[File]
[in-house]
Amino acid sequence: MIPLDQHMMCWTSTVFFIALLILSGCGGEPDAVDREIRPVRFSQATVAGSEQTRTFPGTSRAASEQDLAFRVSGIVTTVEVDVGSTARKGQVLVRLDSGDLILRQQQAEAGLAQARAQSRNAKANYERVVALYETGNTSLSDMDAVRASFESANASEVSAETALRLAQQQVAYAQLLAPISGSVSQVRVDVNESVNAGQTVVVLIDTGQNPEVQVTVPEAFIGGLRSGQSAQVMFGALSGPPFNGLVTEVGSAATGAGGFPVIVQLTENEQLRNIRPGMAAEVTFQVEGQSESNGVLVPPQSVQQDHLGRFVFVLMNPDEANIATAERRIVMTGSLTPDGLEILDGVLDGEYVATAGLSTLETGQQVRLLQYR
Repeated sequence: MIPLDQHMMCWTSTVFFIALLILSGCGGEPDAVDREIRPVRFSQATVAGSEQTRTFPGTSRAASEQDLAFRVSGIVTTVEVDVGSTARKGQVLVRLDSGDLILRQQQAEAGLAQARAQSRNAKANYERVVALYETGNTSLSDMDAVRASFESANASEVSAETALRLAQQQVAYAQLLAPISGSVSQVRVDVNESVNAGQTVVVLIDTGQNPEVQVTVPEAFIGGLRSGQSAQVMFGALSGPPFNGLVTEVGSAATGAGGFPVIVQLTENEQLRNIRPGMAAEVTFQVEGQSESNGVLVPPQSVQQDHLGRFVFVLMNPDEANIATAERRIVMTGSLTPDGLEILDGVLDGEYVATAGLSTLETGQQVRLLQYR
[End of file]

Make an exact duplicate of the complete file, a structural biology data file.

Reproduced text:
[in-house]
Amino acid sequence: MIPLDQHMMCWTSTVFFIALLILSGCGGEPDAVDREIRPVRFSQATVAGSEQTRTFPGTSRAASEQDLAFRVSGIVTTVEVDVGSTARKGQVLVRLDSGDLILRQQQAEAGLAQARAQSRNAKANYERVVALYETGNTSLSDMDAVRASFESANASEVSAETALRLAQQQVAYAQLLAPISGSVSQVRVDVNESVNAGQTVVVLIDTGQNPEVQVTVPEAFIGGLRSGQSAQVMFGALSGPPFNGLVTEVGSAATGAGGFPVIVQLTENEQLRNIRPGMAAEVTFQVEGQSESNGVLVPPQSVQQDHLGRFVFVLMNPDEANIATAERRIVMTGSLTPDGLEILDGVLDGEYVATAGLSTLETGQQVRLLQYR
Repeated sequence: MIPLDQHMMCWTSTVFFIALLILSGCGGEPDAVDREIRPVRFSQATVAGSEQTRTFPGTSRAASEQDLAFRVSGIVTTVEVDVGSTARKGQVLVRLDSGDLILRQQQAEAGLAQARAQSRNAKANYERVVALYETGNTSLSDMDAVRASFESANASEVSAETALRLAQQQVAYAQLLAPISGSVSQVRVDVNESVNAGQTVVVLIDTGQNPEVQVTVPEAFIGGLRSGQSAQVMFGALSGPPFNGLVTEVGSAATGAGGFPVIVQLTENEQLRNIRPGMAAEVTFQVEGQSESNGVLVPPQSVQQDHLGRFVFVLMNPDEANIATAERRIVMTGSLTPDGLEILDGVLDGEYVATAGLSTLETGQQVRLLQYR